In a recent Outer House decision, the court clarified that contingent loss is unlikely to trigger the 5-year time limit for raising a broad range of actions for damages, including professional negligence claims.
The leading cases of Gordon's Trustees and Midlothian Council aligned "loss" with expenditure for the purposes of calculating the period for making a claim. Broadly speaking, those cases tell us that where a claimant has incurred expenditure due to a breach of duty, under Scots law, they will typically only have a period of five years from the date of that expenditure to pursue a claim against a wrongdoer.
In C&L Mair v Mike Dewis Farm Systems Ltd, the Court of Session in Scotland considered whether a contingent loss would trigger the five-year period, i.e. a loss which had not yet occurred and which may or may not be suffered in the future. In that case, a slurry tank had been installed to sit on a large area of level ground on a farm in 2011, beyond which was an embankment. A circle slip of the embankment then occurred more than five years later, causing the ground at the base of the tank to move and requiring the tank to be demolished and rebuilt. The question was whether the five-year period had started on the point of expenditure and therefore whether it had expired.
The claimant argued that there was no loss until the landslip occurred as it was not inevitable that there would be a landslip. The defender argued for a strict application of Gordon's Trustees, i.e., that the wasted expenditure was sufficient to trigger the five-year period because the slurry tank eventually failed to achieve its purpose.
The hearing was conducted on the assumption that, while there was a risk of a slip, it was not inevitable. Taking that into account, Lord Braid determined that the loss was purely contingent until the slip did in fact occur; and until then, it could not be said that the claimant had sustained any loss. Therefore, the action had been raised in time.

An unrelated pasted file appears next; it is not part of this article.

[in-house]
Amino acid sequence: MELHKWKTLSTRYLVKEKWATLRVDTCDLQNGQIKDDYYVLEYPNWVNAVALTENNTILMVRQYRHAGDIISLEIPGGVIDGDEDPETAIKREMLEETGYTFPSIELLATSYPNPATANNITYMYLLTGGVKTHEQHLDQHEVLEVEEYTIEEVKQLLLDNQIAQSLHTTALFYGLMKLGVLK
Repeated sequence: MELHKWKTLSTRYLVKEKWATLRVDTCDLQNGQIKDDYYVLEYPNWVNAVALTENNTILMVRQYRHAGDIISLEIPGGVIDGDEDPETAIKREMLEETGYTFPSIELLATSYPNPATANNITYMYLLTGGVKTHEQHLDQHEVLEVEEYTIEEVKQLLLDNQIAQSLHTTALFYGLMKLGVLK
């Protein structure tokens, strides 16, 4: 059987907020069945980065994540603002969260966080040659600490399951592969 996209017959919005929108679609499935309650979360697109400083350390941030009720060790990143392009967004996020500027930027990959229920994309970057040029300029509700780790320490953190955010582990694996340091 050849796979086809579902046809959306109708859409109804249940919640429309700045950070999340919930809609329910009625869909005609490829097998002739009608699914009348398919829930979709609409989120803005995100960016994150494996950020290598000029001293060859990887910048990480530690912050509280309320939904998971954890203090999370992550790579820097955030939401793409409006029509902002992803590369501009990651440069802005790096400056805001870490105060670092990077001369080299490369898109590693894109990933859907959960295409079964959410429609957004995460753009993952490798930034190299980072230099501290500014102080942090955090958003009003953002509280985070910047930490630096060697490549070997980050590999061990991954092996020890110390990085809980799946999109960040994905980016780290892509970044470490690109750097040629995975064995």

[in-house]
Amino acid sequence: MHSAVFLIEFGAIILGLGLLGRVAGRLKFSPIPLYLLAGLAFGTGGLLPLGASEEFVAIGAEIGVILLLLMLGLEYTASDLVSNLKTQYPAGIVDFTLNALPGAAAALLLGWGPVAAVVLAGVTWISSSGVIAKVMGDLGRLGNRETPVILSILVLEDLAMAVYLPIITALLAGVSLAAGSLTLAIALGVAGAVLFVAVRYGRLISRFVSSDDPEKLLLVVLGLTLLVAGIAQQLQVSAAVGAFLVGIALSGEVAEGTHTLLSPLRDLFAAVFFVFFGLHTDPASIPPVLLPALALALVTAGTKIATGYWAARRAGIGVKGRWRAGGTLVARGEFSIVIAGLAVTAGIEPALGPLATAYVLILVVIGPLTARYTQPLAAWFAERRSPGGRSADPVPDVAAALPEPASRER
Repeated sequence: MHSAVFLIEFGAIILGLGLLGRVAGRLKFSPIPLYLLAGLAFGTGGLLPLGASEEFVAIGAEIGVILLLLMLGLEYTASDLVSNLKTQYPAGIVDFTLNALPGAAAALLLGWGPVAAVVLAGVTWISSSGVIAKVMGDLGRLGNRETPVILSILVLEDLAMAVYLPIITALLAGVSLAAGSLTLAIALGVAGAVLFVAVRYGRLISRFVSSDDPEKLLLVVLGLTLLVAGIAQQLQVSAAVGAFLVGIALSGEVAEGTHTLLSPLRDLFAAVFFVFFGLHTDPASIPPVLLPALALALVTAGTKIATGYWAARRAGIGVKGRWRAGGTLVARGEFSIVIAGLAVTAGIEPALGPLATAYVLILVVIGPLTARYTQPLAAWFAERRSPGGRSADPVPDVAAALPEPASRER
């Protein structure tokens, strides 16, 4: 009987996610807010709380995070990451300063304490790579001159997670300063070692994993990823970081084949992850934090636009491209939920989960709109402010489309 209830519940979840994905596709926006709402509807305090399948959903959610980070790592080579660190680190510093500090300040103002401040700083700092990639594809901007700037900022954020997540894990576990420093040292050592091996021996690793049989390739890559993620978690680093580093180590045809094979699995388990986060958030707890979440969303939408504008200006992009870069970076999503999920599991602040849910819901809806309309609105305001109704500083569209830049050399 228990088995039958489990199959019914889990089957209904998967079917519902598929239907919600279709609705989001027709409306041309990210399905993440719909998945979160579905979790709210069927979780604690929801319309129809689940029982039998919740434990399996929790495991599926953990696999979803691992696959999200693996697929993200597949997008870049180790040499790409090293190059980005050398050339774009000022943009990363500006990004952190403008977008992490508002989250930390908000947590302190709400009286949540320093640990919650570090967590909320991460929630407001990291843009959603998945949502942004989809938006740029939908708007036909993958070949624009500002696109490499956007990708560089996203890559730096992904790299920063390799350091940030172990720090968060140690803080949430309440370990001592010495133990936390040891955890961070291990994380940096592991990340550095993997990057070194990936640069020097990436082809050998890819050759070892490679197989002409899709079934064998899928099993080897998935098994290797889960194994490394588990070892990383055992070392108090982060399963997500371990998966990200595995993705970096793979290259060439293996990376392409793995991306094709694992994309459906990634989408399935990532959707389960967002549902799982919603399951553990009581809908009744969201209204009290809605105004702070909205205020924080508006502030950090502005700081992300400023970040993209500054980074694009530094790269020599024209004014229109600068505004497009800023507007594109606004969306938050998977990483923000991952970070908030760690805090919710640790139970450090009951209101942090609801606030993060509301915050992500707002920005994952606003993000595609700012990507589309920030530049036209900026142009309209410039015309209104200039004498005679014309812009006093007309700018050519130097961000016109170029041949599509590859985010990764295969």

The court treads a careful path on "inevitability" in the judgment. Lord Braid noted that, in terms of Kennedy v Royal Bank of Scotland, "where loss is inevitable, as a matter of law, in almost all cases, loss will have already occurred"; which suggests that there may be a small category of cases where even future inevitable loss does not amount to loss. It must follow that where loss is contingent on an uncertain future event (or is not inevitable), it has not already occurred.
Ultimately, as his Lordship states in terms, each case will turn on its own facts. Gordon's Trustees allows for the possibility where incurring expenditure may not amount to loss for the purposes of triggering the five-year prescriptive period. For instance, where a potential claimant has suffered no more than a risk of a future loss.
C&L Mair can certainly be appreciated for Lord Braid's efforts to produce a result that most would regard as fair to claimants, but we envisage continuing arguments for defenders based on the principles in Midlothian and the post-Morrison interpretation of prescription. In C&L Mair, for example, the breach of duty might have been to design and install a slurry tank that was vulnerable to that kind of failure in the embankment. On that rationale, if the farmer had been told before the damage occurred that he had a possible problem, he could have viewed the slurry tank as defective. So the question for the court would be whether the slurry tank's installation was defective from the start and, therefore, was the installation cost in itself a "loss"? Defenders would most probably seek to argue that it was.
Parties pursuing claims will remain well-advised to seek early advice on whether and when protective proceedings might need to be raised in order to preserve any potential damages claim. On the other hand, professionals and their insurers will no doubt remain mindful of investigating whether expenditure by a claimant could have triggered the prescriptive period at an early stage and whether a claim might have prescribed as a result (but bearing in mind the additional elements for delaying the five-year period introduced by the Prescription (Scotland) Act from 1 June 2018).